Zimbra deepens e-mail collaboration

Open-source groupware vendor releases new version of collaboration suite

Zimbra is due to emphasize more sophisticated e-mail collaboration features and native support for mobile devices Monday when the open-source groupware vendor unveils the latest version of its software at the LinuxWorld conference in San Francisco.

Zimbra Collaboration Suite (ZCS) 4.0, a combination of messaging server and client software, includes Zimbra Documents, a new tool for creating, sharing and publishing documents.

In previous versions of ZCS, the company offered e-mail, contact, and calendaring software, but now users will also be able to embed fully functional and editable documents and spreadsheets within their e-mails, Scott Dietzen, president and chief technology officer of Zimbra, said.

"People really like to live in the tools they're comfortable with," Rob Enderle, principal analyst with the Enderle Group, said. Zimbra is hoping to succeed where rival IBM failed in terms of encouraging users to "live and breathe" within its collaboration software, he added.

Three years old, Zimbra officially launched its first software in October and describes Microsoft's Exchange groupware as its primary competitor. The start-up also competes with IBM's Notes/Domino as well as a whole host of smaller vendors including other open-source firms Open-Xchange and Scalix.

Zimbra Documents makes use of the ALE (AJAX Linking and Embedding) technology the start-up debuted in April so that users can nest a number of documents within a single e-mail message and then invite their colleagues to edit the information. AJAX (Asynchronous JavaScript and Extensible Markup Language) is a combination of software development tools and standards that help Web applications try to match the speed and usability of their desktop counterparts.

ZCS 4.0 also features Zimbra Mobile, technology providing native over-the-air synchronization between the groupware and a range of mobile devices including smartphones from Motorola, Nokia, and Palm. Zimbra has yet to offer native support for Research in Motion's popular BlackBerry device, currently relying on partners like Notify Technology for that capability, but hopes to make it available in future, Dietzen said.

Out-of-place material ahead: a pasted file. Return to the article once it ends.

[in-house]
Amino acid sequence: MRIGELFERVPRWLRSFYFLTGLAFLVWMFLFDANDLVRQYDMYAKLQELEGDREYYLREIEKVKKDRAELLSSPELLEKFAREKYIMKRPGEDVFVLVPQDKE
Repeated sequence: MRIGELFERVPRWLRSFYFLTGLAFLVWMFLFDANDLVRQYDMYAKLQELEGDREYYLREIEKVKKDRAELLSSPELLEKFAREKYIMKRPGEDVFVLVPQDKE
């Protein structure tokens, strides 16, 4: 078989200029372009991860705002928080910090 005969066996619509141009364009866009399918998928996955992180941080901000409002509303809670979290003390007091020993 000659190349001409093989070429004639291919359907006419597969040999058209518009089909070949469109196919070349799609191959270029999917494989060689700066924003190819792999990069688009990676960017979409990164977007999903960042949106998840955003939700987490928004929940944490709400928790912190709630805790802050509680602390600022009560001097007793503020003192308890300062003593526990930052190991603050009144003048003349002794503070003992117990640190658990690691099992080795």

Zimbra has around 200 paying customers ranging from small to mid-size businesses with 50 seats each for its software, to an unnamed Internet service provider (ISP) with users in the millions, according to Dietzen. Customers the start-up does publicly identify include Firefox Web browser creator Mozilla, Brazilian Internet service provider Orolix, and tax services provider H&R Block.

ZCS supports Microsoft's Outlook messaging software and runs on the two leading flavors of Linux -- Red Hat and Suse -- and Apple Computer's Mac OS X. Although ZCS also runs on Windows on the client side, Zimbra isn't seeing interest from its customers in supporting Microsoft's operating systems on the server side, Dietzen said. The start-up has a list of other operating systems it plans to support, notably the Debian distribution of Linux and Sun Microsystems' Solaris flavor of Unix, he added.

ZCS 4.0 Open Source Edition is free, while the commercially supported ZCS 4.0 Network Edition which includes features like disaster recovery costs $28 per mailbox per year. Zimbra offers ZCS as an on-premise or a hosted service.

Zimbra takes its name from "I Zimbra," the title of a song by U.S. rock band Talking Heads.

Copyright © 2006 IDG Communications, Inc.

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